Friday, May 30, 2008
Grades 4 - 8
Wednesday, May 28, 2008
A haiku and an informational paragraph introduce several foods native to the Americas including chocolate, potatoes, corn, and papaya. Influenced by Mexican murals, the illustrations have a bright and distinctively Southwestern feel. This would be a fun accompaniment to geography or nutrition units.
Tuesday, May 27, 2008
Monday, May 26, 2008
Friday, May 23, 2008
Wednesday, May 21, 2008
Grades 3 and up
Sunday, May 18, 2008
Monday, May 12, 2008
Thursday, April 24, 2008
The first-ever African American little league team in SC (1955) was not allowed to play in the series tournament when the other white teams refused to play them. Instead, they are invited to watch the Little League World Series from the stands. This story puts the history of racial discrimination in sports into perspective for younger readers. Weatherford does a nice job of blending fact and fiction with the inclusion of an Author's Note and photographs of the team in 1955 and in 2002 when they were hoored at the Little League Baseball World Series.
Rashka's illustrations are whispy, bright and action packed. The movement of each game or activity is included in the mood of the artwork.
This folktale from Great Britian tells a somewhat familiar tale of a beast (in this case a big smelly slobbery dog) rescuing a man from peril. The man offers the beast whatever he wants and the beast wants his daughter. She goes away with him but hates him, often calling him a"big,smelly, slobbery, small-tooth dog" and hurts his feelings. However, in great folktale, fairy tale fashion, she eventually comes to love the big smelly dog and they live happily ever after.
Oh, forgot to mention, of course he turned into a prince once she declaired her love.
Personally, I might have wanted to keep the dog! But what's a fairy tale with out the prince!
The Langauage of Flowers is demonstrated on the endpapers with a pattern of the flowers and their emotion or meaning. Throughout the story, the painted tapestry-like illustrations include the flowers that correspond to the events in the story. Very pretty and an interesting way to show a nice aspect of British cultural.
This beautiful picture book is set in the "poorest place in America" during the Depression. Laura wants a Baby Betty doll of her very own. however, Santa brings one doll for three sisters and the girls are told by their father to "work this out." Pinkney's rich watercolors portray a warm family life during a cold and challenging time. Based on a true story, McKissack' s telling provides a wonderful lesson on sharing.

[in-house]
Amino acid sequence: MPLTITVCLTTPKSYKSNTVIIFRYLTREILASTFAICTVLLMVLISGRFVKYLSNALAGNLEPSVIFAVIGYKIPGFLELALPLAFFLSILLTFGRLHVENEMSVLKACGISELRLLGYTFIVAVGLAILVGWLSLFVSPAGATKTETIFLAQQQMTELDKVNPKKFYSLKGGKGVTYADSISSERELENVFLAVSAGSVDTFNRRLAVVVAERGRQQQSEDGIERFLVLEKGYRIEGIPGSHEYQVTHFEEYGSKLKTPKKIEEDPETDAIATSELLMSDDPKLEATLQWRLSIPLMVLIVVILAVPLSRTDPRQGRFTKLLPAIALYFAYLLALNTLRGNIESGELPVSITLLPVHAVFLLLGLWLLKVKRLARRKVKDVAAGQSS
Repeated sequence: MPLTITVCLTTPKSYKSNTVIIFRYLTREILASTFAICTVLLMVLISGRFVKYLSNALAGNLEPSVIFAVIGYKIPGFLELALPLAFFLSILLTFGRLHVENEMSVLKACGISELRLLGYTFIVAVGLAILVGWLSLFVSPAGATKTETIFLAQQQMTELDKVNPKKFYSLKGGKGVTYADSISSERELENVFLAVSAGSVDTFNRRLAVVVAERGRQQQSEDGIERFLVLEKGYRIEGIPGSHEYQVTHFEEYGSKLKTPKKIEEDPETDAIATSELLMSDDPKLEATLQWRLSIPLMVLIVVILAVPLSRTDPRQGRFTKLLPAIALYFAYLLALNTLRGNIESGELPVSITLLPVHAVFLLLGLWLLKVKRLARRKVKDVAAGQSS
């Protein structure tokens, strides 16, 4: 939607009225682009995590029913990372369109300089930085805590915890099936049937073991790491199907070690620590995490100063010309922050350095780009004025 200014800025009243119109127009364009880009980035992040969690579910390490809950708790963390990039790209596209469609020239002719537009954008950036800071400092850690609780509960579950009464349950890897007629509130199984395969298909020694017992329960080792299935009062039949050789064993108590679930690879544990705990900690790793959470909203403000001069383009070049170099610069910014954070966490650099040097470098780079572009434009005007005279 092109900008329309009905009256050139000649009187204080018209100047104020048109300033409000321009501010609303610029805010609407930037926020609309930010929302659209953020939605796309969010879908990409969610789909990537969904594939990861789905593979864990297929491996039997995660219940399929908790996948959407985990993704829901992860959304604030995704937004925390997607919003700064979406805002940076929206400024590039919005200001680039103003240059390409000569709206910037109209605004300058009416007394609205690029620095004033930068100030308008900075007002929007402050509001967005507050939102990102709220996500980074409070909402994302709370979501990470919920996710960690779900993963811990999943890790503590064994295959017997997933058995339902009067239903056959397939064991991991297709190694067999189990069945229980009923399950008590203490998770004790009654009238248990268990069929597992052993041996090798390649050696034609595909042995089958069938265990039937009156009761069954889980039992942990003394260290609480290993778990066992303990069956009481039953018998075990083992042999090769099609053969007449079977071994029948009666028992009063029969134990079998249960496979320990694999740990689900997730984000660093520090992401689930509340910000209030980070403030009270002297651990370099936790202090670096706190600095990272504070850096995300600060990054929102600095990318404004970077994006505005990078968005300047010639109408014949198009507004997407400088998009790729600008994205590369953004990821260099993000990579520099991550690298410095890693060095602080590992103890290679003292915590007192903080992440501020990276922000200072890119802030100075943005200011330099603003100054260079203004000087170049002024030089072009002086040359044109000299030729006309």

Wednesday, April 23, 2008
This is a well-researched, poetic, second-person tribute to Jesse Owens (Go Jesse, Go. Trounce Jim Crow). Details are provided about how he won four Olympic gold medals as well as the controversy surrounding his accomplishments. Nice pastel illustrations add to the story. The final pages provide a summary of his life and a bibliography of titles for further reading.
A delightful look at a bat that is one inch long and six inches wide. This short book contains nine questions and answers in a pattern that makes for an appealing read-aloud for young children. The illustrations are warm yet realistic. The last two pages provide additional facts about this endangered species.
A father fieldmouse and his daughter play games in the woods where the daughter learns that losing to her father won't last forever but his love for her will. Delightfully realistic illustrations fill the pages making this a great read-aloud for young children. Grades PreK - 2.
Tuesday, March 18, 2008
These poems are neither monumental or side splittingly funny but this book and poetry style are charming. These little poems are playful and light and the illustrations are a little odd but are equally as spirited.
The author gives sufficient but not overwhelming background on the form and includes further reading and some tips on how to write your own.
A fun "something new" and I learned a new word in one of the poems: sesquipedalian - lots of syllables.
Monday, March 10, 2008
Tuesday, March 4, 2008
Sunday, February 24, 2008
Thursday, February 21, 2008
Friday, February 15, 2008
Jabberwocky; The Classic Poem from Lewis Carroll's Through the Looking Glass and What Alice Found There, reimagined by Christopher Myers
Monday, February 11, 2008
Tuesday, February 5, 2008
Monday, February 4, 2008
Almost as much fun as the original Clementine.
The audio version was a notable children's recording nominee. Grade 3-7.
Monday, January 28, 2008
Sunday, January 27, 2008
Three-dimensional illustrations accompany the story of how electricity flows from the power plant to homes through wires, step up and step down transformers through the service head and the meter box and into each house. This would be a great addition to the fourth grade electricity unit.
Friday, January 25, 2008
A variety of medieval young people from a lord's nephew to a falconer's son and a varlet's daughter speak in monologues (with two dialogues) about their work, roles, and lives in the village. Each has a distinctive voice, they sometimes reference each other, and all provide first-hand insight into life in the middle ages. This is a book distinguished by concept, text, and design. Many facts are provided in the margins and always anticipate the reader's curiosity along with a few longer explanatory passages.
When the class lines up by height, Charlie is always last. One day his teacher brings three pumpkins to class: big, medium, and small and students predict how many seeds will be in each. When the seeds are counted, the smallest pumpkin has the most and Charlie notes, "Small things can have a lot going on inside them." This book has a lot of mathematics going on; beyond predictions there is the problem of how to count a lot of seeds. The students agree to count by twos, fives, and tens. When Charlie groups the seeds from the smallest pumpkin by tens, he ends up with thirty five groups or 350.